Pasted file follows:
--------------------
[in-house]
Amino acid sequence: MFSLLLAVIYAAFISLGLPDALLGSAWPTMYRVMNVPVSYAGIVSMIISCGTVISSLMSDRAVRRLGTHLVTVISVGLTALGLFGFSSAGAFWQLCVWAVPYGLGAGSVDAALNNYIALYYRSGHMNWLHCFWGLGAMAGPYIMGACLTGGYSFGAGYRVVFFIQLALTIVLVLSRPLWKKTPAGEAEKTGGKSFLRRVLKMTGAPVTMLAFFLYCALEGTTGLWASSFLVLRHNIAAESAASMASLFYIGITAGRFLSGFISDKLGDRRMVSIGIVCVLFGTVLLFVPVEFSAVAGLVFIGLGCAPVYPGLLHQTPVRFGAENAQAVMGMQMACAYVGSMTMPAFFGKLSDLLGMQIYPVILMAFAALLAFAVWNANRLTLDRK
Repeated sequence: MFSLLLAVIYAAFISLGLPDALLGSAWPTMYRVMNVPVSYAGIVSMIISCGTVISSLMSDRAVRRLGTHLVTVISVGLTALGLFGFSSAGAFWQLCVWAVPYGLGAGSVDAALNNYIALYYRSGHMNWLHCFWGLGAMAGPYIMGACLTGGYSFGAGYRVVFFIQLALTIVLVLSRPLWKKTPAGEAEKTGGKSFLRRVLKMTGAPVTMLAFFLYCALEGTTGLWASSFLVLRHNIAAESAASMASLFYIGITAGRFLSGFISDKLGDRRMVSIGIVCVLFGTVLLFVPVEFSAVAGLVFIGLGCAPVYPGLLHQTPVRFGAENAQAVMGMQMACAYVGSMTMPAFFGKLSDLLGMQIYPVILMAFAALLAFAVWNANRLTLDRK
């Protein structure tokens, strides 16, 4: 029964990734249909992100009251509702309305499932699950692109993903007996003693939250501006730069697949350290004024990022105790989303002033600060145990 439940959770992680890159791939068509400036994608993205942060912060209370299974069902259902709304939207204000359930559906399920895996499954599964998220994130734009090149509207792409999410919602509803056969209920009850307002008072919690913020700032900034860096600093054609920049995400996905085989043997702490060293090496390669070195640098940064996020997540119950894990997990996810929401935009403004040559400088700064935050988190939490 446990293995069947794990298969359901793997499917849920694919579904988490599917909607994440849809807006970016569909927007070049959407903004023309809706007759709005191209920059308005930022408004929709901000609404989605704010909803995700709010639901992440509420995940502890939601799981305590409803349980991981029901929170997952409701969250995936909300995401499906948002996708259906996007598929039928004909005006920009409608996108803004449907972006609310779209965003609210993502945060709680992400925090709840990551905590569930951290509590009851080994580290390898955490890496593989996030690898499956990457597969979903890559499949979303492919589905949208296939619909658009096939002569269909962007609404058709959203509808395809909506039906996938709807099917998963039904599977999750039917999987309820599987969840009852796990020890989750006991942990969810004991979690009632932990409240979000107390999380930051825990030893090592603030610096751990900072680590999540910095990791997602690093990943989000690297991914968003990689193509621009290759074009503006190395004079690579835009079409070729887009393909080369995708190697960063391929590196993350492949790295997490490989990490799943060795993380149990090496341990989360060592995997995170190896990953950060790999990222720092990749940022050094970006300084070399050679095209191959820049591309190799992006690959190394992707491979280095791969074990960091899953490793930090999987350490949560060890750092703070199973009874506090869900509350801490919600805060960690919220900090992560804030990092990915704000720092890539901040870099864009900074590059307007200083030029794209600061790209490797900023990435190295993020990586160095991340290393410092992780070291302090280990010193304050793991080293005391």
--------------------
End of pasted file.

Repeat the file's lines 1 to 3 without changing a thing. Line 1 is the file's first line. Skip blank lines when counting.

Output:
[in-house]
Amino acid sequence: MFSLLLAVIYAAFISLGLPDALLGSAWPTMYRVMNVPVSYAGIVSMIISCGTVISSLMSDRAVRRLGTHLVTVISVGLTALGLFGFSSAGAFWQLCVWAVPYGLGAGSVDAALNNYIALYYRSGHMNWLHCFWGLGAMAGPYIMGACLTGGYSFGAGYRVVFFIQLALTIVLVLSRPLWKKTPAGEAEKTGGKSFLRRVLKMTGAPVTMLAFFLYCALEGTTGLWASSFLVLRHNIAAESAASMASLFYIGITAGRFLSGFISDKLGDRRMVSIGIVCVLFGTVLLFVPVEFSAVAGLVFIGLGCAPVYPGLLHQTPVRFGAENAQAVMGMQMACAYVGSMTMPAFFGKLSDLLGMQIYPVILMAFAALLAFAVWNANRLTLDRK
Repeated sequence: MFSLLLAVIYAAFISLGLPDALLGSAWPTMYRVMNVPVSYAGIVSMIISCGTVISSLMSDRAVRRLGTHLVTVISVGLTALGLFGFSSAGAFWQLCVWAVPYGLGAGSVDAALNNYIALYYRSGHMNWLHCFWGLGAMAGPYIMGACLTGGYSFGAGYRVVFFIQLALTIVLVLSRPLWKKTPAGEAEKTGGKSFLRRVLKMTGAPVTMLAFFLYCALEGTTGLWASSFLVLRHNIAAESAASMASLFYIGITAGRFLSGFISDKLGDRRMVSIGIVCVLFGTVLLFVPVEFSAVAGLVFIGLGCAPVYPGLLHQTPVRFGAENAQAVMGMQMACAYVGSMTMPAFFGKLSDLLGMQIYPVILMAFAALLAFAVWNANRLTLDRK